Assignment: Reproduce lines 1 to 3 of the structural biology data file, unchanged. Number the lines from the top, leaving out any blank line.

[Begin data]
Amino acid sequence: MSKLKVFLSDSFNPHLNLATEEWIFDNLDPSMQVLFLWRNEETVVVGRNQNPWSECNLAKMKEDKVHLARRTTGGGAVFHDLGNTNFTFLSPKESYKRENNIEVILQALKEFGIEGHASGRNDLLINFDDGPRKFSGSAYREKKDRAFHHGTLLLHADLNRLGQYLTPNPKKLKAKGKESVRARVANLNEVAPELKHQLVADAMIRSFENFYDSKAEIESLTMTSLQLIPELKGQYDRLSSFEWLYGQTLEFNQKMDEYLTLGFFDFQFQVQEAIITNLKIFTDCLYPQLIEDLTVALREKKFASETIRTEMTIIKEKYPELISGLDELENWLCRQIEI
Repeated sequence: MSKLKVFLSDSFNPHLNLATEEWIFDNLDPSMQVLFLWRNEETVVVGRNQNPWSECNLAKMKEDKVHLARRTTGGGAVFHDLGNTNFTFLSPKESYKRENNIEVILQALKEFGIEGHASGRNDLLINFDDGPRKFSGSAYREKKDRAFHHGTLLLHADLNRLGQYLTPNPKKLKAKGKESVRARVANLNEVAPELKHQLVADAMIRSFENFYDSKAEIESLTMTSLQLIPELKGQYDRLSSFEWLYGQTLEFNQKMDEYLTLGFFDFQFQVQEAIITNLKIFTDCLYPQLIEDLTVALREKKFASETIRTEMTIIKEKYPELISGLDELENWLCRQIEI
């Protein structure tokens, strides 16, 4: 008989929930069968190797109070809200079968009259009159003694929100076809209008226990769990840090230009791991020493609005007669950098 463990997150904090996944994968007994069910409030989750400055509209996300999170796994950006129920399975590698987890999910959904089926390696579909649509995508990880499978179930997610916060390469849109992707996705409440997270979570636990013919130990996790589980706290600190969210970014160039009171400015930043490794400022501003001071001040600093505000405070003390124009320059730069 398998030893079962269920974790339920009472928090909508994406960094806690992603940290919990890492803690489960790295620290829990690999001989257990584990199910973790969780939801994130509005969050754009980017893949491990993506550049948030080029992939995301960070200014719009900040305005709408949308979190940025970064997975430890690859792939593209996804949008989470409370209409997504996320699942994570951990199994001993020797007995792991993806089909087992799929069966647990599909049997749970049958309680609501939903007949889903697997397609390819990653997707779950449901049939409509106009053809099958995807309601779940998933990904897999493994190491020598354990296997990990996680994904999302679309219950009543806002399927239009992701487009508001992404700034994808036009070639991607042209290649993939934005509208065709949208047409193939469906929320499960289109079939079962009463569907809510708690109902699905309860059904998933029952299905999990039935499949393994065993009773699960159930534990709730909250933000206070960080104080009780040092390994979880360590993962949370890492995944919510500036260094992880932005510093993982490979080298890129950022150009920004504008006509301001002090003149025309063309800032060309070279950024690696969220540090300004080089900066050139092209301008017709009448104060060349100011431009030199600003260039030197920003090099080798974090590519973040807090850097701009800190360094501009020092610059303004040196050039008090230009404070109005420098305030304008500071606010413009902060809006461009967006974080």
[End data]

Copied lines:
Amino acid sequence: MSKLKVFLSDSFNPHLNLATEEWIFDNLDPSMQVLFLWRNEETVVVGRNQNPWSECNLAKMKEDKVHLARRTTGGGAVFHDLGNTNFTFLSPKESYKRENNIEVILQALKEFGIEGHASGRNDLLINFDDGPRKFSGSAYREKKDRAFHHGTLLLHADLNRLGQYLTPNPKKLKAKGKESVRARVANLNEVAPELKHQLVADAMIRSFENFYDSKAEIESLTMTSLQLIPELKGQYDRLSSFEWLYGQTLEFNQKMDEYLTLGFFDFQFQVQEAIITNLKIFTDCLYPQLIEDLTVALREKKFASETIRTEMTIIKEKYPELISGLDELENWLCRQIEI
Repeated sequence: MSKLKVFLSDSFNPHLNLATEEWIFDNLDPSMQVLFLWRNEETVVVGRNQNPWSECNLAKMKEDKVHLARRTTGGGAVFHDLGNTNFTFLSPKESYKRENNIEVILQALKEFGIEGHASGRNDLLINFDDGPRKFSGSAYREKKDRAFHHGTLLLHADLNRLGQYLTPNPKKLKAKGKESVRARVANLNEVAPELKHQLVADAMIRSFENFYDSKAEIESLTMTSLQLIPELKGQYDRLSSFEWLYGQTLEFNQKMDEYLTLGFFDFQFQVQEAIITNLKIFTDCLYPQLIEDLTVALREKKFASETIRTEMTIIKEKYPELISGLDELENWLCRQIEI
């Protein structure tokens, strides 16, 4: 008989929930069968190797109070809200079968009259009159003694929100076809209008226990769990840090230009791991020493609005007669950098 463990997150904090996944994968007994069910409030989750400055509209996300999170796994950006129920399975590698987890999910959904089926390696579909649509995508990880499978179930997610916060390469849109992707996705409440997270979570636990013919130990996790589980706290600190969210970014160039009171400015930043490794400022501003001071001040600093505000405070003390124009320059730069 398998030893079962269920974790339920009472928090909508994406960094806690992603940290919990890492803690489960790295620290829990690999001989257990584990199910973790969780939801994130509005969050754009980017893949491990993506550049948030080029992939995301960070200014719009900040305005709408949308979190940025970064997975430890690859792939593209996804949008989470409370209409997504996320699942994570951990199994001993020797007995792991993806089909087992799929069966647990599909049997749970049958309680609501939903007949889903697997397609390819990653997707779950449901049939409509106009053809099958995807309601779940998933990904897999493994190491020598354990296997990990996680994904999302679309219950009543806002399927239009992701487009508001992404700034994808036009070639991607042209290649993939934005509208065709949208047409193939469906929320499960289109079939079962009463569907809510708690109902699905309860059904998933029952299905999990039935499949393994065993009773699960159930534990709730909250933000206070960080104080009780040092390994979880360590993962949370890492995944919510500036260094992880932005510093993982490979080298890129950022150009920004504008006509301001002090003149025309063309800032060309070279950024690696969220540090300004080089900066050139092209301008017709009448104060060349100011431009030199600003260039030197920003090099080798974090590519973040807090850097701009800190360094501009020092610059303004040196050039008090230009404070109005420098305030304008500071606010413009902060809006461009967006974080």